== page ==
The Eradication of Poverty and the Family

Oral Intervention to the 50th Session of the United Nations Commission for Social Development

10 février 2012

United Nations Commission for Social Development
Fiftieth Session
Item 3(b) of the Provisional Agenda

Mr. Chairman,

The Greek Orthodox Archdiocesan Council appreciates the opportunity to address the Commission on Social Development and wishes to emphasize the importance of family in the consideration of the Commission’s priority theme of Poverty Eradication

The Universal Declaration of Human Rights recognizes the family as the basic unit of society, entitled to protection by society and the State.

According to the Secretary-General’s Report on Poverty Eradication, countries that have developed comprehensive universal social protection covering the majority of the population have successfully reduced poverty and improved social conditions on a broad scale.

Families bear the primary responsibility for the socialization of children and the development of their social skills.  Parenting plays a significant role in children’s success in school and contributes to the development of society’s human capital.

Economic stress jeopardizes family cohesion and has been linked to domestic violence and divorce as well as neglect and abuse of children.

Family focussed social transfer programs including cash transfers shield families from economic shocks, improve child nutrition and school attendance, reduce child labor and helps prevent the transfer of poverty to future generations.

Non-contributing pensions for older persons living with families have had an impact on nutrition and poverty according to the Secretary-General’s Report on the International Year of the Family in 2014.  In Namibia, older persons use their pensions to invest in livestock, agricultural activities and access credit.  In Mauritius, non-contributing pensions reduced the rate of poverty in households with older persons.  In Latin America impact of family-oriented cash transfer programs have shown positive outcomes in children’s education, health and nutrition.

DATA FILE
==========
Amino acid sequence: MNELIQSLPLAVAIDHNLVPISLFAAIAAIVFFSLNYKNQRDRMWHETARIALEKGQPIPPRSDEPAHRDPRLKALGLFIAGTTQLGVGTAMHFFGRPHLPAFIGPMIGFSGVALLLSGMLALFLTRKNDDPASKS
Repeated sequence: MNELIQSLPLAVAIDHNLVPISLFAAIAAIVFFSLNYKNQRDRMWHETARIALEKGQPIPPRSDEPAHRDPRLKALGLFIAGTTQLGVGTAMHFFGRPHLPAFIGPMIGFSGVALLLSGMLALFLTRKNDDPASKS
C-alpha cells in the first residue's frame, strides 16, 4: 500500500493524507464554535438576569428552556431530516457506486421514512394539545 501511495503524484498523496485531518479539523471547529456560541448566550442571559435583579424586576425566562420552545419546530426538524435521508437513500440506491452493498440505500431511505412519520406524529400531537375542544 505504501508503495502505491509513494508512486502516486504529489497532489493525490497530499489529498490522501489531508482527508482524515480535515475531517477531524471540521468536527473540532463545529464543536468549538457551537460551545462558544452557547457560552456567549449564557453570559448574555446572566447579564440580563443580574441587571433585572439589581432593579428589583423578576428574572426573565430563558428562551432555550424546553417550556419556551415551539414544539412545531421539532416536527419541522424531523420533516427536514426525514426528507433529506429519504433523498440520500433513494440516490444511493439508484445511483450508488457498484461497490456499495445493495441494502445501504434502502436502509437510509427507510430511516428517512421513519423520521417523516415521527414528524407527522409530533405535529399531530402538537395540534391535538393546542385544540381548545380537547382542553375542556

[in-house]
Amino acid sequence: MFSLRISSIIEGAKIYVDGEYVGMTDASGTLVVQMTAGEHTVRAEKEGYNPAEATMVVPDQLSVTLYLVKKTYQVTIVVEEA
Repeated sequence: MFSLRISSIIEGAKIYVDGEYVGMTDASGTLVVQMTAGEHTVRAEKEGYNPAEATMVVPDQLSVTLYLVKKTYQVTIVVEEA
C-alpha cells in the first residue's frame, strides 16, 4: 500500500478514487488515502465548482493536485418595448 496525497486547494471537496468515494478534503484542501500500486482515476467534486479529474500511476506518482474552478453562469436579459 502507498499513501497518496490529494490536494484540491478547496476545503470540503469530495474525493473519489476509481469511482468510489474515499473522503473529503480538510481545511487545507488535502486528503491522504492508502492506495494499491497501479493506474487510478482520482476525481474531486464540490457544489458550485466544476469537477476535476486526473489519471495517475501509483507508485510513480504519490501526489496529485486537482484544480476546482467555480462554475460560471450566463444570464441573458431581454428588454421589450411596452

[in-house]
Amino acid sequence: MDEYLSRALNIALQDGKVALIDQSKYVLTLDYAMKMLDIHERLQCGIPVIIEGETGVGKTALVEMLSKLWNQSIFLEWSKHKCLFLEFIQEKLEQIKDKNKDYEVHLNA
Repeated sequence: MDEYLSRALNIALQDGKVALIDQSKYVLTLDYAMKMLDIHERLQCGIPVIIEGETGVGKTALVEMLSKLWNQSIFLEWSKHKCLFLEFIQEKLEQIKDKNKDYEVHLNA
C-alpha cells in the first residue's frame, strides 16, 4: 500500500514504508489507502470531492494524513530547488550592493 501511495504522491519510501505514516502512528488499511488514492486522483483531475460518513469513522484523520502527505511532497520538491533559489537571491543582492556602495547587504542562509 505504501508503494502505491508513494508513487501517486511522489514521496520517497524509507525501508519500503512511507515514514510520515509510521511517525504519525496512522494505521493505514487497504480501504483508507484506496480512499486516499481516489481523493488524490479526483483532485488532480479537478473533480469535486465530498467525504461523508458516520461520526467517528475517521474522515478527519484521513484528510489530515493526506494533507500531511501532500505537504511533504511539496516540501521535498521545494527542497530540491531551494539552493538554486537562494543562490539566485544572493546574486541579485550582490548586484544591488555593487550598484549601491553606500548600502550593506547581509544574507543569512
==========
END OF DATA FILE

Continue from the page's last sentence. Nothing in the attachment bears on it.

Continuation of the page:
The strongest improvement in living conditions of families with children is reported in countries that have provisions for services such as child care, food and housing subsidies, medical care, flexible working arrangements and maternity protection at work.

Social protection and support programs to help people become self-sufficient should be designated to assist and protect families and to reintegrate people excluded from economic activity.

All family members if they are unemployed should have access to education, job training and job retraining as well as access to technology and technical assistance.

Partnerships with charitable and religious organizations should be encouraged to help with this.

The Greek Orthodox Archdiocesan Council in partnership with the International Orthodox Christian Charities and the University of Maryland have been providing technical assistance to rural farmers to increase their income and increase access to food for families.  These programs have been conducted in Albania, Kosovo and Montenegro.  They also established a centralized collection center for wild plants and herbs and opened a market for locally grown products in a remote area of Kosovo.  The collection center was equipped with a grant and is managed by a local association for the benefit of the community.  Through small fees paid by those who use the center, the rented facility is sustained and families are able to sell wild edible mushrooms and herbs.  The center offers renewable and important source of income for the people of this area.

Mr. Chairman,

The Greek Orthodox Archdiocesan Council strongly urges the Commission to consider these key family issues in its final document, and urges Governments to increase their investment in small scale agriculture in order to help feed the majority of the world’s populations.

Thank you.